Countrywide, now owned by Bank of America, will provide free credit monitoring for up to 17 million people whose financial information was exposed, according to the settlement. That group includes anyone who obtained a mortgage and anyone who used Countrywide to service a mortgage before July 1, 2008.
People could be reimbursed up to $50,000 for each time their identity was stolen. They would have to prove they lost something of value, weren't already reimbursed and that the theft stemmed from the Countrywide breach.
U.S. District Judge Thomas B. Russell of Paducah, who oversaw more than three-dozen lawsuits related to the security breach, granted class-action status to the lawsuit and gave final approval of the settlement Monday.
Russell wrote in his 21-page ruling that the settlement provides immediate relief for possible identity theft victims - relief that would likely have been delayed as appeals wound through the courts.
"This settlement provides safeguards that would not otherwise be available to millions of people, at a time when such measures are needed most," Russell wrote.
Shirley Norton, a spokeswoman for Bank of America, said the company denies all allegations of wrongdoing or liability in the case.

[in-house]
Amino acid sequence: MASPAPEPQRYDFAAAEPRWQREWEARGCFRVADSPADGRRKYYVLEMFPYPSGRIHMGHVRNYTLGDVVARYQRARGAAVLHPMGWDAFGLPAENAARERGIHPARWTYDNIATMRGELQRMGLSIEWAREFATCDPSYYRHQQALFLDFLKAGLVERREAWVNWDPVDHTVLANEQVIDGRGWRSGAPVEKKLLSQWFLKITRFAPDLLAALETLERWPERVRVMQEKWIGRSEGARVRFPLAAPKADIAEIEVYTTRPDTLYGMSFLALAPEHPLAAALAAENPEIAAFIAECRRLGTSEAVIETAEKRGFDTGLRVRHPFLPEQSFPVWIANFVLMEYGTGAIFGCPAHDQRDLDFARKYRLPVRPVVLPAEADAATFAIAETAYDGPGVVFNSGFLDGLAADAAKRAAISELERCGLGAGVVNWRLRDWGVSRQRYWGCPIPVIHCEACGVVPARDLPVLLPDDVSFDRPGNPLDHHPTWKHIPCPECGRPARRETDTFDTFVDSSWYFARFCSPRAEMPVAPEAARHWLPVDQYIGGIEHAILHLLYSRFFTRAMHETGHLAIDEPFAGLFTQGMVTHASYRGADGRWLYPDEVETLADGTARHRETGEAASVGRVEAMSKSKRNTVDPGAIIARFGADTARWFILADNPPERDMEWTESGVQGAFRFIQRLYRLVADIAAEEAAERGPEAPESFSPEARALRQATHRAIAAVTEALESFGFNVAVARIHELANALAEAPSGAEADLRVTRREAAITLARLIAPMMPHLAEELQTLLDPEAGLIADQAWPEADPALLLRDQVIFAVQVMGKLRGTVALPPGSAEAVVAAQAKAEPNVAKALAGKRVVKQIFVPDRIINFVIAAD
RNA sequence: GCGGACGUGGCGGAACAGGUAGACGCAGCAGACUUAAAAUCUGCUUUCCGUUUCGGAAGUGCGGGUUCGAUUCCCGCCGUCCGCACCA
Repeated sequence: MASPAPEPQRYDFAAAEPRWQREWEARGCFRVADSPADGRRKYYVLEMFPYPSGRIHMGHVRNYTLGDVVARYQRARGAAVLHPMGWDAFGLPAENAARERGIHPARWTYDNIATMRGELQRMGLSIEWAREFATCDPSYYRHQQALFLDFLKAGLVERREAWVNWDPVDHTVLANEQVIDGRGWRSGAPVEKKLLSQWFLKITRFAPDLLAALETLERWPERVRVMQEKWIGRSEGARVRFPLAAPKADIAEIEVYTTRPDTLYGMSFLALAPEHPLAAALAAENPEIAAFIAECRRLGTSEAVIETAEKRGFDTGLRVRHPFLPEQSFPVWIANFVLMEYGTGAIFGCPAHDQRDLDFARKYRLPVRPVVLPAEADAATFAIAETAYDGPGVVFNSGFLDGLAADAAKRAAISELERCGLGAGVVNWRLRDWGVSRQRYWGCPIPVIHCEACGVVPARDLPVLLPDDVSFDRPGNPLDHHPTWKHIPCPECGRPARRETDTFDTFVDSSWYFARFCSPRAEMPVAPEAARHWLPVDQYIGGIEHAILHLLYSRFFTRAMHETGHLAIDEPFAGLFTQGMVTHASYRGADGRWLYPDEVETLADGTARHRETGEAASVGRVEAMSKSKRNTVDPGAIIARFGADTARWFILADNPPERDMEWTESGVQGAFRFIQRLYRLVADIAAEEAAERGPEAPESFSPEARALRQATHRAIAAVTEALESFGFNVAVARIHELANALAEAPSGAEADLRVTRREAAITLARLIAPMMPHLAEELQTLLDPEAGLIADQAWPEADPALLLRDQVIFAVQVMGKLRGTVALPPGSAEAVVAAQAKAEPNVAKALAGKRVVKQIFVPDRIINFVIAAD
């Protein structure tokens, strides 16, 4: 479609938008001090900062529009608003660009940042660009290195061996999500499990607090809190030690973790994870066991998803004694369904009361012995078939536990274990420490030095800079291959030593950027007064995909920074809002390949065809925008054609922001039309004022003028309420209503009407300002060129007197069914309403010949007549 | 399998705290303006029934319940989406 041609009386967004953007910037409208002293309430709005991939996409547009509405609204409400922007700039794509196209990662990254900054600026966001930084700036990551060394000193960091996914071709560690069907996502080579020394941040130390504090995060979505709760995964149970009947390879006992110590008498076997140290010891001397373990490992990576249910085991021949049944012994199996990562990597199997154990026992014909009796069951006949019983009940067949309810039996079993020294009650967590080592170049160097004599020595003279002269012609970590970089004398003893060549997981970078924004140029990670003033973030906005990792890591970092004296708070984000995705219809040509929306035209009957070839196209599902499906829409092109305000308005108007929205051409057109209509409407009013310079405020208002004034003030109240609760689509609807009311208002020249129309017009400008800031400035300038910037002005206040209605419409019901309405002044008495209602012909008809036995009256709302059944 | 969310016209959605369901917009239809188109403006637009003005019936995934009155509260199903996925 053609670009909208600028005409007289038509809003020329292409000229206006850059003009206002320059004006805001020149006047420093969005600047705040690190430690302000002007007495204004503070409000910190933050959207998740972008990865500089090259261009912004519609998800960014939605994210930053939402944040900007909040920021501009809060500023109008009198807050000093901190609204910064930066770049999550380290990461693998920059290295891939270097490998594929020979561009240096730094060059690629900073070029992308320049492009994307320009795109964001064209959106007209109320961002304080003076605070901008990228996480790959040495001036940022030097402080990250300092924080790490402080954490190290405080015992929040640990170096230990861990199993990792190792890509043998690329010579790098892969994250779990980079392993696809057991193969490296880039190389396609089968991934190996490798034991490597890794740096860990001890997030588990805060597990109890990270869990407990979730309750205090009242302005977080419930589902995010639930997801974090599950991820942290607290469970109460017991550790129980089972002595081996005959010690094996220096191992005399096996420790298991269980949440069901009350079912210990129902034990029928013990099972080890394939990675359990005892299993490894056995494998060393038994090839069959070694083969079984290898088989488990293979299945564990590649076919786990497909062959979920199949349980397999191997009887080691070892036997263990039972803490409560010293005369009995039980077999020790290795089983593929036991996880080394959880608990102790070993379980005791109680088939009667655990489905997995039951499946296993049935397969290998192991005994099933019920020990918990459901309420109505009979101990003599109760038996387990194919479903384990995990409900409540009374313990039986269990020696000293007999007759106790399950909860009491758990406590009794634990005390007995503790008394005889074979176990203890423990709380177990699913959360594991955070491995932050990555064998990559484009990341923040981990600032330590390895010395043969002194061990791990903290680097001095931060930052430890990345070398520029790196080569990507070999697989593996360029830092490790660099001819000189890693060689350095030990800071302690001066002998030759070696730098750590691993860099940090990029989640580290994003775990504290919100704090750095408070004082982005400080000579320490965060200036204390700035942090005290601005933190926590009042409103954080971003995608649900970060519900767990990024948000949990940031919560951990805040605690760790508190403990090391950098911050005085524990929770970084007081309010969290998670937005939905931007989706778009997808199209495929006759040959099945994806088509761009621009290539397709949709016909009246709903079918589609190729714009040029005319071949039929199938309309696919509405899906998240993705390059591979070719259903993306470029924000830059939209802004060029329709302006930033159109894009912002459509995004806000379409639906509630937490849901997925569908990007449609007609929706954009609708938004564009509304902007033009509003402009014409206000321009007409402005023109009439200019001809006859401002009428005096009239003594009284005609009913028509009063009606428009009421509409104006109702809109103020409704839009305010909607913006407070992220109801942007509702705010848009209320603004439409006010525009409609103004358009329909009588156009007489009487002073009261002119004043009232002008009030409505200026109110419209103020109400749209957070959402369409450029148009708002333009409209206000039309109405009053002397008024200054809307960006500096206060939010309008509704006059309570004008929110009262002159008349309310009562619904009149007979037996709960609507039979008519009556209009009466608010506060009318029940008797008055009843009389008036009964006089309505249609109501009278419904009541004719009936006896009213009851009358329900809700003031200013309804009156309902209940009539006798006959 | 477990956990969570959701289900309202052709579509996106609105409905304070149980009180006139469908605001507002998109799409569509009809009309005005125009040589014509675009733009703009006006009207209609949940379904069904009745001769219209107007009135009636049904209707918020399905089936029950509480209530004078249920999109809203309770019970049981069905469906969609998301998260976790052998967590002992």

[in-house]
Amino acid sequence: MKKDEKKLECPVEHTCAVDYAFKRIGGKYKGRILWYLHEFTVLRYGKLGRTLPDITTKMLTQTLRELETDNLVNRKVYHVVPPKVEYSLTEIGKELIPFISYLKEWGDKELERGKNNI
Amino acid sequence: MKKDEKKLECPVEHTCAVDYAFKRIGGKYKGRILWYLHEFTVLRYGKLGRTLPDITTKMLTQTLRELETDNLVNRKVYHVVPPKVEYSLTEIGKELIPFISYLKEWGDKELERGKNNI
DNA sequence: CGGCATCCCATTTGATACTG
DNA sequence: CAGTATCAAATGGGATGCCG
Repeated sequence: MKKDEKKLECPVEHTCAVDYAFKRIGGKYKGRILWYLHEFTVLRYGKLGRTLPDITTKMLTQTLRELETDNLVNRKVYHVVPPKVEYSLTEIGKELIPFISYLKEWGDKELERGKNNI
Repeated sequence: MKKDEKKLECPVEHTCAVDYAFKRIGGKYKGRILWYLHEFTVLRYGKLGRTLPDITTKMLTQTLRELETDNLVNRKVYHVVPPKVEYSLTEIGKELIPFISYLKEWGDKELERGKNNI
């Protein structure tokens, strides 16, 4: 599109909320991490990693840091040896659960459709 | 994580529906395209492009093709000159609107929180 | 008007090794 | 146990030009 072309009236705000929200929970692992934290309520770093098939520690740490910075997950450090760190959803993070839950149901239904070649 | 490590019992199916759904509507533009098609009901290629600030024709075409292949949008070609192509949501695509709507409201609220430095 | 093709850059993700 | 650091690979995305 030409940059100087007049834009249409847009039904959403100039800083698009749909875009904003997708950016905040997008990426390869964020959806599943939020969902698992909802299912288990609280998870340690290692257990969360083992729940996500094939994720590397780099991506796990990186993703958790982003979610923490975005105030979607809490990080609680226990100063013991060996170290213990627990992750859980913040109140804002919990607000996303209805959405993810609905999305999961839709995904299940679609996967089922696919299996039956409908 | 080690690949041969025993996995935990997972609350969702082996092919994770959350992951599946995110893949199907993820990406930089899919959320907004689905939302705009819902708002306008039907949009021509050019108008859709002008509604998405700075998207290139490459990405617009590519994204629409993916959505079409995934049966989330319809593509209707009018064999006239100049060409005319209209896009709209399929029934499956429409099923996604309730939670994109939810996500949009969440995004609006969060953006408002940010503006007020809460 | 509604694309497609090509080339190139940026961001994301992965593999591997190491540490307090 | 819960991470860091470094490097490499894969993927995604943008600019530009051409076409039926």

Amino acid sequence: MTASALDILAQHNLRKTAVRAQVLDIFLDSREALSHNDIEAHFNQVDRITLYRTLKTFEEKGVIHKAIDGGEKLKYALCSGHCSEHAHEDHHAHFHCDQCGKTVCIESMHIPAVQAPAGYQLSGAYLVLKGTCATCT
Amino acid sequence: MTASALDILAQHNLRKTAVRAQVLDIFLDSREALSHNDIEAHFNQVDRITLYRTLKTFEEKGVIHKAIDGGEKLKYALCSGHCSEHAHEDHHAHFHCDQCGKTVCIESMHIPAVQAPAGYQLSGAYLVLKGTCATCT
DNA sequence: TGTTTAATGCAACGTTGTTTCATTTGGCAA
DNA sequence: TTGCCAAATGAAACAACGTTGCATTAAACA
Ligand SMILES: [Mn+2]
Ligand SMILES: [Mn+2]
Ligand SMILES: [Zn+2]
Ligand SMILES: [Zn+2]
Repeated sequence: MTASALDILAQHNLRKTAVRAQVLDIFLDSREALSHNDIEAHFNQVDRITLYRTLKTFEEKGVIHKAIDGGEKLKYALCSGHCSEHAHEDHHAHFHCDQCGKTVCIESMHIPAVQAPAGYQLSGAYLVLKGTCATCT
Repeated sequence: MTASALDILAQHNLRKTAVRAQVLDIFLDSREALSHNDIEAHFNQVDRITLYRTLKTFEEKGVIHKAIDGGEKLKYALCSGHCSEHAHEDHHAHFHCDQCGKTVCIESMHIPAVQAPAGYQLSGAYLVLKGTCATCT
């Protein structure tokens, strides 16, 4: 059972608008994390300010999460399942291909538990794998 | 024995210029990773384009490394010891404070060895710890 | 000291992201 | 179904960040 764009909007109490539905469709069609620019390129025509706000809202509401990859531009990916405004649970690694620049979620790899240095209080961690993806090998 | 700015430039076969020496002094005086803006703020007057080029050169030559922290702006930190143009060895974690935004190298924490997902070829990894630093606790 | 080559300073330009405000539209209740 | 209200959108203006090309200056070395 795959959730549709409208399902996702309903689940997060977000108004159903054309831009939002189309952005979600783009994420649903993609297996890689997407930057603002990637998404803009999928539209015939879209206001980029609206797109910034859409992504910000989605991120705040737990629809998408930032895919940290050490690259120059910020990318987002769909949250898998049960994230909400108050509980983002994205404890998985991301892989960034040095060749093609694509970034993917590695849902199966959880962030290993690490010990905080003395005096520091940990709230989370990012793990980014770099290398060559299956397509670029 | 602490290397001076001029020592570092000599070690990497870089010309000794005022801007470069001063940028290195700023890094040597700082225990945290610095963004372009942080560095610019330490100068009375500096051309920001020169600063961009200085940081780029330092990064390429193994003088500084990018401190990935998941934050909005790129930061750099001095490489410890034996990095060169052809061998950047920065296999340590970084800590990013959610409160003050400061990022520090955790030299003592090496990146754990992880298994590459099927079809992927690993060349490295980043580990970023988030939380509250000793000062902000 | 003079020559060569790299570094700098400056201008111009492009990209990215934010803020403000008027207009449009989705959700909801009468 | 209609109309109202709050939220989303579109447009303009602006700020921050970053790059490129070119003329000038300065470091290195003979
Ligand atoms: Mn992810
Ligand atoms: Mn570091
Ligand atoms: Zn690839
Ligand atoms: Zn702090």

"We settled because we believe it is in the bank's best interest to settle the suit and avoid the additional expense and uncertainty of further litigation," Norton said.
Plaintiffs' attorneys Ben Barnow and Daniel Haviland did not immediately return messages seeking comment.
A group of about 3,000 people affected by the identity theft objected to or opted out of the settlement, saying two years of credit monitoring isn't enough or that the settlement didn't do enough to make amends.
Russell noted that about 630,000 people visited the settlement web page, 500,000 called the toll-free number for information about the settlement and 500,000 requested detailed notice of the settlement.
Plaintiffs attorneys will receive $3.5 million in fees for their work.
Attorneys for the plaintiffs say Countrywide Financial had all their clients' financial information including mortgage information, credit card, and Social Security numbers and birth dates.
The lawsuits stem from the arrest of Rene Rebollo Jr., of Pasadena, Calif., a former senior analyst for Countrywide, and Wahid Siddiqi, of Thousand Oaks, Calif. Federal investigators said Rebollo used a flash drive to download data from about 20,000 customers a week for two years from 2006 through August 2008.
Rebollo then sold the information to Siddiqi for $500 and earned a combined $50,000, federal investigators said. Siddiqi pleaded guilty in 2009 to 10 counts of fraud and admitted to selling the information to third parties, including an undercover FBI agent.
Rebollo has pleaded not guilty to a new indictment handed up in May and is awaiting trial.
Countrywide has said that it worked closely with the FBI and federal investigators and that the security breach does not appear to have resulted in anyone's identities being stolen.